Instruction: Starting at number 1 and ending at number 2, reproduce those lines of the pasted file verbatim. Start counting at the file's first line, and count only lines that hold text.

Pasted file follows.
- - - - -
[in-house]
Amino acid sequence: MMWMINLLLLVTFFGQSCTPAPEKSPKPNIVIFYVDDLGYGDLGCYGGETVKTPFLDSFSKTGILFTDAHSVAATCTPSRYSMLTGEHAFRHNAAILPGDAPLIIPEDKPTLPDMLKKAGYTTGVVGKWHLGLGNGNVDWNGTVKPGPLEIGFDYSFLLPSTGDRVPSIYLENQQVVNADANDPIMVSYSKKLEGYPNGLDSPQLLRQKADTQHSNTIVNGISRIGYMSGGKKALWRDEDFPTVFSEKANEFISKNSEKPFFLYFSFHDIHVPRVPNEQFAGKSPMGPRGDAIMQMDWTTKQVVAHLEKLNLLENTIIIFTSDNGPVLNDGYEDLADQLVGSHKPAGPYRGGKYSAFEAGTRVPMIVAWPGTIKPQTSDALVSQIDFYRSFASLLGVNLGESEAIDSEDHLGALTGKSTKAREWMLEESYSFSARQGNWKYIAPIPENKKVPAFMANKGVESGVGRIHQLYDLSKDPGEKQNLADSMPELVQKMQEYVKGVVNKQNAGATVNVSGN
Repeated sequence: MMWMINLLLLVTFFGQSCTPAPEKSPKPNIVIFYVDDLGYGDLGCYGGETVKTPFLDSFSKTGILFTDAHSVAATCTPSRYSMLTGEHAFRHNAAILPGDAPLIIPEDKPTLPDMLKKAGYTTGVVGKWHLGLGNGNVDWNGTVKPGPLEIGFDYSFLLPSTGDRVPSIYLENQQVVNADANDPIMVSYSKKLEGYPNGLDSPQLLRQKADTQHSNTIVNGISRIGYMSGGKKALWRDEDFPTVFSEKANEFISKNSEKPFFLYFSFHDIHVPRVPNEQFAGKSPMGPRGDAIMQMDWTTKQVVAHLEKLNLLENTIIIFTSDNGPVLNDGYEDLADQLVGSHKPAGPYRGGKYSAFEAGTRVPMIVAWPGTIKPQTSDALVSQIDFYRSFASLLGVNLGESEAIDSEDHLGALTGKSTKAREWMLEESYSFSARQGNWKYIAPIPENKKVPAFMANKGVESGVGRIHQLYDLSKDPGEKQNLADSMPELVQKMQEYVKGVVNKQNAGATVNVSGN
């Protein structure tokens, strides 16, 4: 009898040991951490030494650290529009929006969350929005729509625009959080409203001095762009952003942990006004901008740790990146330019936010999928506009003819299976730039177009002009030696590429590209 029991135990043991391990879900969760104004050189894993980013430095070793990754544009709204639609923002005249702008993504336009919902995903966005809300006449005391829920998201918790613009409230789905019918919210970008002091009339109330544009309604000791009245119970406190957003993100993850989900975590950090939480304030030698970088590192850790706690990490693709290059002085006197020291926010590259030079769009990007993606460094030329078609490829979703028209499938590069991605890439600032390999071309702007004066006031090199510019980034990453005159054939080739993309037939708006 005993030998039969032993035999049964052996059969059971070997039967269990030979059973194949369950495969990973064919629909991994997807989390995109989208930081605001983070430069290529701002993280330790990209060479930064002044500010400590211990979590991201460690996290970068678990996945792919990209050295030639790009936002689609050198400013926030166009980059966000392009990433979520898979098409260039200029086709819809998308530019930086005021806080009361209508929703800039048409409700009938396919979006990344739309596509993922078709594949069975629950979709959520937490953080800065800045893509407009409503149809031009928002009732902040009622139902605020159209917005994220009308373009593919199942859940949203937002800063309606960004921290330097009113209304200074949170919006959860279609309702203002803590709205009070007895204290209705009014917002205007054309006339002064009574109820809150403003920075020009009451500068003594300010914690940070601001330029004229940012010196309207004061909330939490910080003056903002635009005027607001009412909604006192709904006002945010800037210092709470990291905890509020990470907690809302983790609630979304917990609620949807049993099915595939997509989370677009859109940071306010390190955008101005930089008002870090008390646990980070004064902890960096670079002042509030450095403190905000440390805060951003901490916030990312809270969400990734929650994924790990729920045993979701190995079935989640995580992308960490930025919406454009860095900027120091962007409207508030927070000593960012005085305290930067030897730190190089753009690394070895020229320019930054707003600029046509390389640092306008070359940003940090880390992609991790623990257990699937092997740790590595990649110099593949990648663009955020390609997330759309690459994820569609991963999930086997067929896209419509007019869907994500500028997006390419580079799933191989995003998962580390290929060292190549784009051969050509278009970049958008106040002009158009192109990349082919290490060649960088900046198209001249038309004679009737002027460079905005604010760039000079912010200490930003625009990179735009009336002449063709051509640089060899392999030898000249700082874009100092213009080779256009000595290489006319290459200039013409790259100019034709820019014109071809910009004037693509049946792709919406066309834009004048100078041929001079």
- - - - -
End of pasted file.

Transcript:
[in-house]
Amino acid sequence: MMWMINLLLLVTFFGQSCTPAPEKSPKPNIVIFYVDDLGYGDLGCYGGETVKTPFLDSFSKTGILFTDAHSVAATCTPSRYSMLTGEHAFRHNAAILPGDAPLIIPEDKPTLPDMLKKAGYTTGVVGKWHLGLGNGNVDWNGTVKPGPLEIGFDYSFLLPSTGDRVPSIYLENQQVVNADANDPIMVSYSKKLEGYPNGLDSPQLLRQKADTQHSNTIVNGISRIGYMSGGKKALWRDEDFPTVFSEKANEFISKNSEKPFFLYFSFHDIHVPRVPNEQFAGKSPMGPRGDAIMQMDWTTKQVVAHLEKLNLLENTIIIFTSDNGPVLNDGYEDLADQLVGSHKPAGPYRGGKYSAFEAGTRVPMIVAWPGTIKPQTSDALVSQIDFYRSFASLLGVNLGESEAIDSEDHLGALTGKSTKAREWMLEESYSFSARQGNWKYIAPIPENKKVPAFMANKGVESGVGRIHQLYDLSKDPGEKQNLADSMPELVQKMQEYVKGVVNKQNAGATVNVSGN